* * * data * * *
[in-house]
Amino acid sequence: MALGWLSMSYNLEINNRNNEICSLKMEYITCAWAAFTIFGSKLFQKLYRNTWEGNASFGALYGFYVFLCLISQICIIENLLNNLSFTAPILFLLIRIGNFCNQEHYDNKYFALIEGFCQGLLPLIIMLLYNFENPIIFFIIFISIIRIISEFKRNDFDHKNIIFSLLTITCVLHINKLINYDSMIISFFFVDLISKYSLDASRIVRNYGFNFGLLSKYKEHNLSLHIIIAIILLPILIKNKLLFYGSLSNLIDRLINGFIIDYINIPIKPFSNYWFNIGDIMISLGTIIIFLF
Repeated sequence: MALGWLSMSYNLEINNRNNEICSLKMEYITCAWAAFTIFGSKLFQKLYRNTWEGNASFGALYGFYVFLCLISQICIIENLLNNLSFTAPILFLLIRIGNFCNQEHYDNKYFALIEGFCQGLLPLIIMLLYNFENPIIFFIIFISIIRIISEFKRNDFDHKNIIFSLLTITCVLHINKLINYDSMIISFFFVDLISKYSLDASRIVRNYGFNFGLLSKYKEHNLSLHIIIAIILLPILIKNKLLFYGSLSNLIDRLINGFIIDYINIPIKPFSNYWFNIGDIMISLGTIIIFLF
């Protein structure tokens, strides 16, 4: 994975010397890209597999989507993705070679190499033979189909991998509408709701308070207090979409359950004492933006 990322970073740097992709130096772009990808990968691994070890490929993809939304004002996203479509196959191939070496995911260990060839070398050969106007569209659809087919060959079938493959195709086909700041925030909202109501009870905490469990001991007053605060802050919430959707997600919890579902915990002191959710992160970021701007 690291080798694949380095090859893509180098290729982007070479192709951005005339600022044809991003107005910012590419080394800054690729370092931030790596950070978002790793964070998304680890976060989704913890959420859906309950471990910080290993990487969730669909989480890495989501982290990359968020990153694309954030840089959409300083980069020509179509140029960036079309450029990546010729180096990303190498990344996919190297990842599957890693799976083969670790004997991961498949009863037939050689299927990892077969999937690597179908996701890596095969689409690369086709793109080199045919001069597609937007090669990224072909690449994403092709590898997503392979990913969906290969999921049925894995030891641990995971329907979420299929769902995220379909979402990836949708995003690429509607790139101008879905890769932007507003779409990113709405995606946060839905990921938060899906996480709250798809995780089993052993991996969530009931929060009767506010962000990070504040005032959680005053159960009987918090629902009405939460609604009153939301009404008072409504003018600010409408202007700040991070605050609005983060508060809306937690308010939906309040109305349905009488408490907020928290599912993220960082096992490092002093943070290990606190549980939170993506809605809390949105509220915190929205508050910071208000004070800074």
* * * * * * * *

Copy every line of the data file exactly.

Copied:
[in-house]
Amino acid sequence: MALGWLSMSYNLEINNRNNEICSLKMEYITCAWAAFTIFGSKLFQKLYRNTWEGNASFGALYGFYVFLCLISQICIIENLLNNLSFTAPILFLLIRIGNFCNQEHYDNKYFALIEGFCQGLLPLIIMLLYNFENPIIFFIIFISIIRIISEFKRNDFDHKNIIFSLLTITCVLHINKLINYDSMIISFFFVDLISKYSLDASRIVRNYGFNFGLLSKYKEHNLSLHIIIAIILLPILIKNKLLFYGSLSNLIDRLINGFIIDYINIPIKPFSNYWFNIGDIMISLGTIIIFLF
Repeated sequence: MALGWLSMSYNLEINNRNNEICSLKMEYITCAWAAFTIFGSKLFQKLYRNTWEGNASFGALYGFYVFLCLISQICIIENLLNNLSFTAPILFLLIRIGNFCNQEHYDNKYFALIEGFCQGLLPLIIMLLYNFENPIIFFIIFISIIRIISEFKRNDFDHKNIIFSLLTITCVLHINKLINYDSMIISFFFVDLISKYSLDASRIVRNYGFNFGLLSKYKEHNLSLHIIIAIILLPILIKNKLLFYGSLSNLIDRLINGFIIDYINIPIKPFSNYWFNIGDIMISLGTIIIFLF
């Protein structure tokens, strides 16, 4: 994975010397890209597999989507993705070679190499033979189909991998509408709701308070207090979409359950004492933006 990322970073740097992709130096772009990808990968691994070890490929993809939304004002996203479509196959191939070496995911260990060839070398050969106007569209659809087919060959079938493959195709086909700041925030909202109501009870905490469990001991007053605060802050919430959707997600919890579902915990002191959710992160970021701007 690291080798694949380095090859893509180098290729982007070479192709951005005339600022044809991003107005910012590419080394800054690729370092931030790596950070978002790793964070998304680890976060989704913890959420859906309950471990910080290993990487969730669909989480890495989501982290990359968020990153694309954030840089959409300083980069020509179509140029960036079309450029990546010729180096990303190498990344996919190297990842599957890693799976083969670790004997991961498949009863037939050689299927990892077969999937690597179908996701890596095969689409690369086709793109080199045919001069597609937007090669990224072909690449994403092709590898997503392979990913969906290969999921049925894995030891641990995971329907979420299929769902995220379909979402990836949708995003690429509607790139101008879905890769932007507003779409990113709405995606946060839905990921938060899906996480709250798809995780089993052993991996969530009931929060009767506010962000990070504040005032959680005053159960009987918090629902009405939460609604009153939301009404008072409504003018600010409408202007700040991070605050609005983060508060809306937690308010939906309040109305349905009488408490907020928290599912993220960082096992490092002093943070290990606190549980939170993506809605809390949105509220915190929205508050910071208000004070800074």